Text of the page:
Not much else is spared, however, as the scene skips ahead to a pack of Italian bros preying upon a couple of tourists with the promise of a killer rave. When the group arrives in an empty field, the girls are suspicious but are talked into staying in the literal sense—there’s an incessant amount of chatter in Morituris, as the guys gab endlessly about themselves and their former conquests. One of their buddies is stuck back home with his own lady, yet that doesn’t stop him from having a lengthy, faux-philosophical conversation about the nature of evil that essentially underlines, italicizes, and highlights the film’s shallow talking points. Perhaps in an attempt to prove that all of this can somehow be even more insufferable, things take a predictably dark turn when all of the men reveal themselves as sociopathic rapists and murderers.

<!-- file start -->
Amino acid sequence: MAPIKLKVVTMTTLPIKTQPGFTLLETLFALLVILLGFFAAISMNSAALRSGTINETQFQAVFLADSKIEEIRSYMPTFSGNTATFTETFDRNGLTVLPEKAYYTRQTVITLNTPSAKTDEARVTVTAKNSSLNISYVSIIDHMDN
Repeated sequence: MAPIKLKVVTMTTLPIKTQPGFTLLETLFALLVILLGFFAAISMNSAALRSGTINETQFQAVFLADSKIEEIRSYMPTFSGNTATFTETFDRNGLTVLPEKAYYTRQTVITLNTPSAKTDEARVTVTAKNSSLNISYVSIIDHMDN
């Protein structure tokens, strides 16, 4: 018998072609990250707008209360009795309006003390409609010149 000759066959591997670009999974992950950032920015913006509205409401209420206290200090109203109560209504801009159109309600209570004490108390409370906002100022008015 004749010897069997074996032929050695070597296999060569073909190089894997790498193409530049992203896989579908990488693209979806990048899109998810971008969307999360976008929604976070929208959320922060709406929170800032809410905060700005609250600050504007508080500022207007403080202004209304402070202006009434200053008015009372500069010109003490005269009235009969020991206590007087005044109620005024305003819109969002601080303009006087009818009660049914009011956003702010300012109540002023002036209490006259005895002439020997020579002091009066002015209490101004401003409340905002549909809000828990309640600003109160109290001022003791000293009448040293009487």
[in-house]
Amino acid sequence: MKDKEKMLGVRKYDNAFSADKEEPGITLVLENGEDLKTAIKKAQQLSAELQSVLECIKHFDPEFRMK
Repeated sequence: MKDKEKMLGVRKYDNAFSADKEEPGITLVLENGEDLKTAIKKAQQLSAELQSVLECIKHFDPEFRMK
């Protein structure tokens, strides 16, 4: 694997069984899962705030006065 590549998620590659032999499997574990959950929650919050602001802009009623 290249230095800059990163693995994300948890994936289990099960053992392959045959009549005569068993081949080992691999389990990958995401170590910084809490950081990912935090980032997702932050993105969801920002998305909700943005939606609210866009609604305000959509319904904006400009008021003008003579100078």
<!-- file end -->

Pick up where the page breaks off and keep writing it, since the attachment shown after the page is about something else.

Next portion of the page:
Picchio then subjects the audience to an interminable sequence that leaves little to the imagination. Like its predecessor, Morituris is unflinching in its depiction of sexual assault, but the degree to which it hovers on it becomes more unsettling and abhorrent with every second. Some might argue that it must be this way to have any sort of impact and would rightly point to the likes of Last House and I Spit on Your Grave as evidence. Obviously, there’s a place for the blunt force trauma approach, and one can only hope any filmmaker who wields it does so with a purpose. Picchio does not. Every frame of the sequence is a gross miscalculation, from the forced fellatio to the introduction of scissors to the proceedings.